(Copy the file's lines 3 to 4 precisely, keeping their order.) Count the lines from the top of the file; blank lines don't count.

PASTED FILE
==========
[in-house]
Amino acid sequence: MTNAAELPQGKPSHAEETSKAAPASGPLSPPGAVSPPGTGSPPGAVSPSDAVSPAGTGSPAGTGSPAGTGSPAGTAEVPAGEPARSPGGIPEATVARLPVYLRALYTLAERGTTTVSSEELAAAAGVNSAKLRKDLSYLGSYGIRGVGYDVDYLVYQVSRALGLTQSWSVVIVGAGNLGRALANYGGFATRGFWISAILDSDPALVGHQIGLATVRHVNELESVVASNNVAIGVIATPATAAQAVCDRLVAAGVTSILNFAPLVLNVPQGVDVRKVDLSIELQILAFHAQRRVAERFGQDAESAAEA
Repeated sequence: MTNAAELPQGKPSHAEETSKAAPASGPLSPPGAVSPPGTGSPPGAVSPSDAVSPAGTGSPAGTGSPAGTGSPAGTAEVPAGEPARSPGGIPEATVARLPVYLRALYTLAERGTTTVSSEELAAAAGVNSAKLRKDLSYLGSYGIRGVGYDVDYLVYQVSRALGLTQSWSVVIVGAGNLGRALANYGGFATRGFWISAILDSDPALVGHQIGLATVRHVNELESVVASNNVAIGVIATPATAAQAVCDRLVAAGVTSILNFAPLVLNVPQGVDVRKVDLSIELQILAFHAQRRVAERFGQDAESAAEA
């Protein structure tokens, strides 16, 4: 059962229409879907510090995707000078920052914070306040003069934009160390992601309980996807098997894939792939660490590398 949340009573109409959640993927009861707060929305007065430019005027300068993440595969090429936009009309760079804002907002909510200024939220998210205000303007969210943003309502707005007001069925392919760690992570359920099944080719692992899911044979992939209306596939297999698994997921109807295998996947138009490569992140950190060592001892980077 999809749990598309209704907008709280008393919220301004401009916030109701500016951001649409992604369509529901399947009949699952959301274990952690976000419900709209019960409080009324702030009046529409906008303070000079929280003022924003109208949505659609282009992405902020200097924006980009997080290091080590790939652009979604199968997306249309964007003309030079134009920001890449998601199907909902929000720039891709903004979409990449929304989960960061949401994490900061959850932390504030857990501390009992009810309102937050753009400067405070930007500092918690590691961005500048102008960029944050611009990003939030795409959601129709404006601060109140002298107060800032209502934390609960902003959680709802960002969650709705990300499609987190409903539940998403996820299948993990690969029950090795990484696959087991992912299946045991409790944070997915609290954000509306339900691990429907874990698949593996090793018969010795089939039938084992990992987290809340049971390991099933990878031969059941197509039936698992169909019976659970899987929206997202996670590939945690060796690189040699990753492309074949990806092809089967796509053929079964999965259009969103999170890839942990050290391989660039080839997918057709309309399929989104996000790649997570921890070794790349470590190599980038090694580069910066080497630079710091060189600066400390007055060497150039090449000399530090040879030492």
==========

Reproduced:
Repeated sequence: MTNAAELPQGKPSHAEETSKAAPASGPLSPPGAVSPPGTGSPPGAVSPSDAVSPAGTGSPAGTGSPAGTGSPAGTAEVPAGEPARSPGGIPEATVARLPVYLRALYTLAERGTTTVSSEELAAAAGVNSAKLRKDLSYLGSYGIRGVGYDVDYLVYQVSRALGLTQSWSVVIVGAGNLGRALANYGGFATRGFWISAILDSDPALVGHQIGLATVRHVNELESVVASNNVAIGVIATPATAAQAVCDRLVAAGVTSILNFAPLVLNVPQGVDVRKVDLSIELQILAFHAQRRVAERFGQDAESAAEA
């Protein structure tokens, strides 16, 4: 059962229409879907510090995707000078920052914070306040003069934009160390992601309980996807098997894939792939660490590398 949340009573109409959640993927009861707060929305007065430019005027300068993440595969090429936009009309760079804002907002909510200024939220998210205000303007969210943003309502707005007001069925392919760690992570359920099944080719692992899911044979992939209306596939297999698994997921109807295998996947138009490569992140950190060592001892980077 999809749990598309209704907008709280008393919220301004401009916030109701500016951001649409992604369509529901399947009949699952959301274990952690976000419900709209019960409080009324702030009046529409906008303070000079929280003022924003109208949505659609282009992405902020200097924006980009997080290091080590790939652009979604199968997306249309964007003309030079134009920001890449998601199907909902929000720039891709903004979409990449929304989960960061949401994490900061959850932390504030857990501390009992009810309102937050753009400067405070930007500092918690590691961005500048102008960029944050611009990003939030795409959601129709404006601060109140002298107060800032209502934390609960902003959680709802960002969650709705990300499609987190409903539940998403996820299948993990690969029950090795990484696959087991992912299946045991409790944070997915609290954000509306339900691990429907874990698949593996090793018969010795089939039938084992990992987290809340049971390991099933990878031969059941197509039936698992169909019976659970899987929206997202996670590939945690060796690189040699990753492309074949990806092809089967796509053929079964999965259009969103999170890839942990050290391989660039080839997918057709309309399929989104996000790649997570921890070794790349470590190599980038090694580069910066080497630079710091060189600066400390007055060497150039090449000399530090040879030492």